When India Stoker’s (Mia Wasikowska) father dies, her mysterious uncle Charlie (Matthew Goode) whom she previously never knew existed comes to stay with her and her mother (Nicole Kidman). While dealing with life without her loving father she starts to suspect Charlie may have other motives than just helping her family get over their loss.
South Korean director Park Chan-wook, who made the masterpiece Oldboy among others, here makes his transition to English language filmmaking. With a script penned by Prison Break actor Wentworth Miller, Stoker’s ambiguous, puzzling narrative and attitude to character may frustrate some.
But Park brings with him a stark, stylish approach that gives the film an unnerving air of anticipation, delivering an experience that’s brimming with explosive tension and a daring unpredictability of what’s around the next narrative corner. The wonderfully emotive score by Clint Mansell and picturesque cinematography by Park regular Chung Chung-hoon results in a film that is as beautiful as it is menacing.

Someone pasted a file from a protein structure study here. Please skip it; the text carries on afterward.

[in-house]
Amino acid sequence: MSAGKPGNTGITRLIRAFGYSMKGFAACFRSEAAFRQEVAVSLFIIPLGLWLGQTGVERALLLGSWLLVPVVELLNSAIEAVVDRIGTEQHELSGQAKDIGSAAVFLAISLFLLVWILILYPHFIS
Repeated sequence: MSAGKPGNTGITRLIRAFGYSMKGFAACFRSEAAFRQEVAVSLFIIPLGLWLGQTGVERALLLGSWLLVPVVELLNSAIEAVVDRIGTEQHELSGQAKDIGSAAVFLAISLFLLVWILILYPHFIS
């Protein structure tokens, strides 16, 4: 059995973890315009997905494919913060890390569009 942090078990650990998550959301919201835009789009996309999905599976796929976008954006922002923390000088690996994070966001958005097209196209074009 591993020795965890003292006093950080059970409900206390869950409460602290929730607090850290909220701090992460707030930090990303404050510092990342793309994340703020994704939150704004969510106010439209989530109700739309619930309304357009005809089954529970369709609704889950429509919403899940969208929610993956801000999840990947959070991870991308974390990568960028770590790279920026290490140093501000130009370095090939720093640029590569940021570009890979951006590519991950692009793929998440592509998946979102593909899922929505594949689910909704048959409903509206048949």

The performances are uniformly fantastic, with Wasikowska utterly hypnotic as India who’s simultaneously drawn to and suspicious of Goode’s magnetic Charlie. Kidman is equally as compelling as India’s mother, doing her best to get through the family’s loss while captivated, as we are, by the new man of the house.
Though not quite as strange as some of his native Korean work like Thirst, I’m A Cyborg but That’s Okay and the aforementioned Oldboy, there’s still plenty of weirdness to be found in Park’s English-language debut. You might expect something altogether more violent but the film is peppered with shocking, grotesque moments rather than flooded with them and is all the more effective for it.
There’s a kind other-worldly quality to the film, like it’s set in darker version of reality and almost feels like a monster movie in disguise (the title subtly suggests vampires that never appear). Perhaps it’s that humans are the monsters, and the beauty of the film is you can read into it like that or just enjoy for its stylish flourishes, sense of dread or fantastic central performances. This is a supremely atmospheric and strikingly well-made concoction of family drama, mystery thriller and creeping horror.